White Sox rookie catcher Mercedes says he’s leaving baseball – Viralmula.com - ViralMula.com
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White Sox rookie catcher Mercedes says he’s leaving baseball – Viralmula.com

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CHICAGO (AP) — Yermín Mercedes, the surprising rookie who helped carry the Chicago White Sox with his booming bat early in the season and got sent to the minors following a prolonged slump, says he is stepping away from baseball.

Mercedes announced his decision on Instagram on Wednesday. He posted an image of the words “it’s over.”

“First of all, I want to thank God for giving me life to the fans that without them I’m nothing,” he wrote. “I walked away from baseball for a while. God bless you. It’s over.”

The 28-year-old Mercedes sparked Chicago’s offense through the opening months of the season, batting .415 with five homers and 16 RBIs in 22 games in April. In May, Mercedes angered manager Tony La Russa by homering on a 3-0 pitch in the ninth inning of a game the White Sox led 15-4.

The catcher eventually cooled off, hitting .150 (16 for 107) over his final 31 games with Chicago before being demoted to Triple-A Charlotte on July 2.

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More AP MLB: https://apnews.com/hub/mlb and https://twitter.com/AP_Sports

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TSRWhatIfz: We all know the summertime is always the best time to try out a new hair color. Since the summer is in full swing, blonde has definitely

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TSRWhatIfz: We all know the summertime is always the best time to try out a new hair color. Since the summer is in full swing, blonde has definitely been the go-to hair color this season. We tested out the blonde look on a few fellas to see if they could rock it. Swipe through and tell us who you’re feeling the blonde look on. (📸: produced by: @streamlinedmedia, graphic and design by @tylersimien, @gettyimages)

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71% of nursing homes not assessed for quality, safety during COVID

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The COVID-19 pandemic has resulted in a vast majority of nursing homes nationwide not being assessed to ensure they meet federal quality and safety requirements, a new HHS study found.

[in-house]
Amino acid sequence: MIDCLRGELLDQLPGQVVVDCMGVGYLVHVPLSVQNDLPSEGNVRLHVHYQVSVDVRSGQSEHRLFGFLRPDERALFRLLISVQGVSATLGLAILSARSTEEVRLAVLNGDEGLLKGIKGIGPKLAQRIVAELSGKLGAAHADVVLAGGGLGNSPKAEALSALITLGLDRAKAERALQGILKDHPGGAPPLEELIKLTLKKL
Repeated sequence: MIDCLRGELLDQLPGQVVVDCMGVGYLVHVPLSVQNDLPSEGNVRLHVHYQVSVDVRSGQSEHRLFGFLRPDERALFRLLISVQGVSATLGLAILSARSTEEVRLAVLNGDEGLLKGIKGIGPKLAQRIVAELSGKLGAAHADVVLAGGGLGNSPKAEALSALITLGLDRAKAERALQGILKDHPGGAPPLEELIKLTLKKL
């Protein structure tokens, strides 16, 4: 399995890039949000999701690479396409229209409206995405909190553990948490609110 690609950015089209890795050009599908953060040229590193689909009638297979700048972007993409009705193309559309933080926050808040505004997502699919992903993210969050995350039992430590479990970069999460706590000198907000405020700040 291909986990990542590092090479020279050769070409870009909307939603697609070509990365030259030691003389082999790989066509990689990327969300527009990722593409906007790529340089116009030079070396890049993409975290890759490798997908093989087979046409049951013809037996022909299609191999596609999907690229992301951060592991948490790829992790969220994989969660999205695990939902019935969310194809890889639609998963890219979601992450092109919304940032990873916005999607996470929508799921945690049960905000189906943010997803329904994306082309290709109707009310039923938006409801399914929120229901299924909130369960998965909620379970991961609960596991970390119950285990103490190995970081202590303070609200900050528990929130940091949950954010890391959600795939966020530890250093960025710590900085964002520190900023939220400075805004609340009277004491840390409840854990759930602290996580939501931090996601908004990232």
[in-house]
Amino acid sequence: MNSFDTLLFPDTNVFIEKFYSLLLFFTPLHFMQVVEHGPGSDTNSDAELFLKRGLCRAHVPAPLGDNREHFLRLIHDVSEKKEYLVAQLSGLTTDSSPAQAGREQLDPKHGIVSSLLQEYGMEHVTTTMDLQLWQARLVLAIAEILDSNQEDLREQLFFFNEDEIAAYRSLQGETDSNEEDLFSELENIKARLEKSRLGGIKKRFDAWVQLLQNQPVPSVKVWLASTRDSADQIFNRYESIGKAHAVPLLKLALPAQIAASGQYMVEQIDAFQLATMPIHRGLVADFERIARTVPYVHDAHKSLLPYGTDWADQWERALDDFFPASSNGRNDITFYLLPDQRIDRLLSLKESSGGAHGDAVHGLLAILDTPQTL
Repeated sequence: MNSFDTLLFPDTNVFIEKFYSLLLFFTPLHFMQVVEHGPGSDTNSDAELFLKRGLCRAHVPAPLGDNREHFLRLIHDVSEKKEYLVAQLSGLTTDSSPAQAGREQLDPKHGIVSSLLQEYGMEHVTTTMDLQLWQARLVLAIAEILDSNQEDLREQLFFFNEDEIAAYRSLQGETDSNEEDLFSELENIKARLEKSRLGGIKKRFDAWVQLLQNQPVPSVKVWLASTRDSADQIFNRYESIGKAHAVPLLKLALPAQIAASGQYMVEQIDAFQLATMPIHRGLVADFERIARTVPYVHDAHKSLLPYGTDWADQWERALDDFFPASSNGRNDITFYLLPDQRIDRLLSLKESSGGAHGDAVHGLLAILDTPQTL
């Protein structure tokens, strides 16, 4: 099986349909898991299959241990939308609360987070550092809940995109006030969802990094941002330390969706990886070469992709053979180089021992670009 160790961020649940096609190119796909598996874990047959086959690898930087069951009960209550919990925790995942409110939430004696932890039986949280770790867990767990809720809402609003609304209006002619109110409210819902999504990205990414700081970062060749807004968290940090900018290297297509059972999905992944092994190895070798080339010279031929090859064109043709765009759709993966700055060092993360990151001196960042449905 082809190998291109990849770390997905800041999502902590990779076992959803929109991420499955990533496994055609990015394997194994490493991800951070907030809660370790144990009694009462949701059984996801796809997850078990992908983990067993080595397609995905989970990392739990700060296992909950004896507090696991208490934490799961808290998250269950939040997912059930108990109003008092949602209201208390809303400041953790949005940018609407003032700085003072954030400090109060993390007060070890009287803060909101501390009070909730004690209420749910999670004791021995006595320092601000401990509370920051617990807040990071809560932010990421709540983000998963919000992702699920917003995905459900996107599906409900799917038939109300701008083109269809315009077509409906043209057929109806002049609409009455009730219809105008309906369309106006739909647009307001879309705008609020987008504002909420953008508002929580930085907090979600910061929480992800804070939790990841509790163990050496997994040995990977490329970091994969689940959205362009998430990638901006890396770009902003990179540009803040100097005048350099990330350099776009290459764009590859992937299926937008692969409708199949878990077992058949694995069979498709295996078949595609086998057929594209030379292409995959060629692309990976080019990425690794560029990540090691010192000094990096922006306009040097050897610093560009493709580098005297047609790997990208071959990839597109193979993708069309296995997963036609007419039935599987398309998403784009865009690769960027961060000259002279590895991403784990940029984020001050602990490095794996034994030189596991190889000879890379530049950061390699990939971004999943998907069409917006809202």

State agencies, acting on behalf of CMS, are mandated to complete on-site inspections at least every 15 months, but CMS suspended those inspections between March and August of 2020 to reduce the risk of surveyor transmission.

Despite states being able to resume surveys toward the end of 2020, the pause resulted in a significant backlog. In an analysis of CMS data, HHS found that 10,913 of 15,295 nursing facilities—71%—had gone at least 16 months without a standard survey as of May 31, 2021.

Backlogs ranged from 22% of nursing homes in New Mexico not being surveyed to 96% in Connecticut.

Another issue is that the federal government prioritized surveys focused on infection control during the pandemic, conducting nearly 40,000 more in 2020 than in the prior two years, according to the American Health Care Association and National Center for Assisted Living.

“We were facing a global emergency where front-line staff needed to focus all their energy on protecting our most vulnerable,” AHCA/NCAL said in a statement.

Although it was understandable earlier on in the pandemic to shift to infection control surveys, Joyce Greenleaf, HHS’ regional inspector general in Boston, said the backlog is now alarming as families cannot be sure if their loved ones are safe in nursing homes or if quality requirements are being upheld.

HHS’ December 2020 report found that states also faced backlogs of nursing home surveys earlier on in the pandemic, with 8% of nursing homes having gone at least 16 months without a standard survey as of June 2020.

Infection control surveys are only required to happen at 20% of nursing homes based on states’ discretion, said Danielle Fletcher, HHS deputy regional inspector general in Boston, and mostly collect data that identifies facility and community risks.

“It’s not a substitute for a comprehensive survey that covers a lot of territory,” Fletcher said. “[Standard surveys are] CMS’ main tool to ensure minimum standards are met.”

The COVID-19 pandemic is continuing to hit this sector hard, with 94% of nursing homes experiencing staff shortages and nearly 75% saying that their workforce situation has worsened in the past year, according to an AHCA/NCAL survey.

The group also found that 66% of nursing home providers expected to potentially close in 2021 due to small profit margins, losses and cost increases in areas such as staffing.

More than 78% of nursing facility residents and 56% of staff are currently vaccinated according to Medicare data, although large disparities in vaccination rates exist between states.



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TreySongz has a question for all the R&B lovers out there! BrunoMars

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TreySongz has a question for all the R&B lovers out there! BrunoMars

TreySongz has a question for all the R&B lovers out there! BrunoMars

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